Friday, March 1, 2013

VanDusen and Laurier

In 1910, Sir Wilfred Laurier came to Vancouver to open the new Vancouver Exhibition at Hastings Park. Hastings was, and still is, located at the eastern edge of the city. In response to such a distinguished visitor and the opening of the exhibition, the BCER - British Columbia Electric Railway - extended a single car line from Powell along Nanaimo and McGill to the Park.

The area west of the park and north of Hastings was promoted as Beacon Hill and the above house, which is next door to the Berquist house I showed you Wednesday, were located close to the new streetcar line.


While Andrew Berquist built his home at 2439 Eton for $25,000, Louis Leduc built his at 2451. The yellow house has a Gambrel roof.

The president of the Vancouver Tourist Association, Fred Brown, moved into 2451 Eton Street and he had a short walk to the streetcar stop on Nanaimo then it was a quick trip to Brown's office on Granville Street. As Brown would be riding to work, he would pass McLennan and McFeely's large warehouse on Powell and Columbia.

This house is at 1929 Napier Street, built in 1910.

In 1943, the Vancouver Foundation was established with a  key figure in this organization being W.J. VanDusen. This lumber magnate and philanthropist was born July 18, 1889 in Tara, Ontario. Whitford Julian VanDusen had a long history in the lumber industry - from 1912 to 1969 and worked alongside H.R. MacMillan. However, VanDusen is known for his philanthropy.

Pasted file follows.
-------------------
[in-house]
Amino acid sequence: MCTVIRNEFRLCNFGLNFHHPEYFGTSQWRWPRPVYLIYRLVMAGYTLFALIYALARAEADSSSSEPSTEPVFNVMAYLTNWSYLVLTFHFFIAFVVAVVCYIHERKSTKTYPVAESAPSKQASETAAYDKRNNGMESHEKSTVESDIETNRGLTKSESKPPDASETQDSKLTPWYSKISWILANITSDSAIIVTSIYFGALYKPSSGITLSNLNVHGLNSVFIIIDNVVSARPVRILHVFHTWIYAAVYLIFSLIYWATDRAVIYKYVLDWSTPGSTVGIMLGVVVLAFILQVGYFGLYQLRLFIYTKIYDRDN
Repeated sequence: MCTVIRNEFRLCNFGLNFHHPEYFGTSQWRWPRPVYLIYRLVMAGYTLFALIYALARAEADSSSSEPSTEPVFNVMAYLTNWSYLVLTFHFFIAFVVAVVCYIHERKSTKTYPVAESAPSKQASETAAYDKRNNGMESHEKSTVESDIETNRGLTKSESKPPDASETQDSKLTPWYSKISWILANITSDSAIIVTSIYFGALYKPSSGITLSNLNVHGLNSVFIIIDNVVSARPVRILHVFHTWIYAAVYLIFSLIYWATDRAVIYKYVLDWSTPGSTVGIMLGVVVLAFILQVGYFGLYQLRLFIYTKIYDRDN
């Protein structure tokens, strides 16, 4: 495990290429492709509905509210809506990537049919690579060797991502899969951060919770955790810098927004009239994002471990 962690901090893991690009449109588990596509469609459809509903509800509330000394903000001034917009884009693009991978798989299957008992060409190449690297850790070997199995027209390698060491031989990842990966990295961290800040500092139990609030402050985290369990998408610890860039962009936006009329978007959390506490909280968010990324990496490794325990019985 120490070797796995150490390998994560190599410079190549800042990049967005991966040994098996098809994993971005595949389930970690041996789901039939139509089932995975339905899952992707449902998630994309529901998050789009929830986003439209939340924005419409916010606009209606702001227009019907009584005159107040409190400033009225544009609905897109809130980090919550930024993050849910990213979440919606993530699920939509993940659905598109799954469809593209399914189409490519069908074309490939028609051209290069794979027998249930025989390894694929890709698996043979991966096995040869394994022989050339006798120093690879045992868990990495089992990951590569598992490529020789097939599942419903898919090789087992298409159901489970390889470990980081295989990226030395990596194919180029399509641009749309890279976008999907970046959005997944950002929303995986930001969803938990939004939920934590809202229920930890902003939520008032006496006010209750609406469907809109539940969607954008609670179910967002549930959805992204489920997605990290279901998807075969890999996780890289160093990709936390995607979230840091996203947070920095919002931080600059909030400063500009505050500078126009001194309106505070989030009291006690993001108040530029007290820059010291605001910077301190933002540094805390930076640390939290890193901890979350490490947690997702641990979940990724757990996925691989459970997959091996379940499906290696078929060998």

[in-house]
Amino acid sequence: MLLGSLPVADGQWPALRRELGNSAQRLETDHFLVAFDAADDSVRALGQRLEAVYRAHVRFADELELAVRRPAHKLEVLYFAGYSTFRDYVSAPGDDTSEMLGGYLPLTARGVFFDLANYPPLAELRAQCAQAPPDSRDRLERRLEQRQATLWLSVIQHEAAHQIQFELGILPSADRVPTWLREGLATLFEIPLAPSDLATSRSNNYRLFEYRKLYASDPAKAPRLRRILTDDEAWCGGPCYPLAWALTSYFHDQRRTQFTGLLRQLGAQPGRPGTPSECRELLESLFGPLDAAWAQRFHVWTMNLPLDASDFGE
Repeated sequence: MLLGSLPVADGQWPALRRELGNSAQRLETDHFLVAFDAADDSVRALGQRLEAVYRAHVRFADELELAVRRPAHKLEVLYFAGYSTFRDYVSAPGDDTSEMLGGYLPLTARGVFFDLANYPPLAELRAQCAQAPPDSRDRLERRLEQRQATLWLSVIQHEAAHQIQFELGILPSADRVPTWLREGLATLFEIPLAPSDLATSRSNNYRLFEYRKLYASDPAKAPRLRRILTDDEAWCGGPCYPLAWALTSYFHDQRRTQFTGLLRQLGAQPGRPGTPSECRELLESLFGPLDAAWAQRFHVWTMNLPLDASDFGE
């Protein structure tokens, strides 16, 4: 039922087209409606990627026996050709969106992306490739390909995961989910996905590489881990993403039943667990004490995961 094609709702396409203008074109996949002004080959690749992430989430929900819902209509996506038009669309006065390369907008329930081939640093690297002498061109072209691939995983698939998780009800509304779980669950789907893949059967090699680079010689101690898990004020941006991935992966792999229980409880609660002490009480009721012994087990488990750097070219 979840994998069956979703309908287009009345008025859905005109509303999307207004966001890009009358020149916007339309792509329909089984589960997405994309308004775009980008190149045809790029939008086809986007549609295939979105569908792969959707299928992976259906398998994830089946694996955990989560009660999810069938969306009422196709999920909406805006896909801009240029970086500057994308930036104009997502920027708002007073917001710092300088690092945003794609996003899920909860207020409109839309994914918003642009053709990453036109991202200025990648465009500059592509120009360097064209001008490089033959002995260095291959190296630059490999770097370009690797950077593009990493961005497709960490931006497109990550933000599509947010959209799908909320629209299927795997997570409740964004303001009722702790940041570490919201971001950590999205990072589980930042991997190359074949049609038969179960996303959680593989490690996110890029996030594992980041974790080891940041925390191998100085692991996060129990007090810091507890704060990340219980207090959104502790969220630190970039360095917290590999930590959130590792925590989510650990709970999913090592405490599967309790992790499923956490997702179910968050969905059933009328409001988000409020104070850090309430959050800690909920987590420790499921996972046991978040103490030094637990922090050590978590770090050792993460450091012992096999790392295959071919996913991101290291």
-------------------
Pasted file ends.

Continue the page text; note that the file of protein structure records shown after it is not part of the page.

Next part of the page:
The Vancouver Foundation now distrbutes $60 million annually, supporting everything from arts and culture to education, health, environment, children, youth and family issues. Presently, it is Canada's largest community foundation with an endowment fund worth roughly $800 million.

VanDusen also paid for and donated the land where the present day Vancouver's VanDusen Botanical Garden resides. VanDusen died in Vancouver on December 15, 1978.
Thanks to Bob_2006 at flickr.com for the information on the houses, to the History of Metropolitan Vancouver website for the information on VanDusen and to the Vancouver City Archives online for the final two photos.

 I hope you find the beauty around you.
This photo of the cars under the billboard was taken around 1910.


This is the Bank of Montreal building at the corner of Granville and Dunsmuir. This photo dates back to 1899 and that building is long gone.


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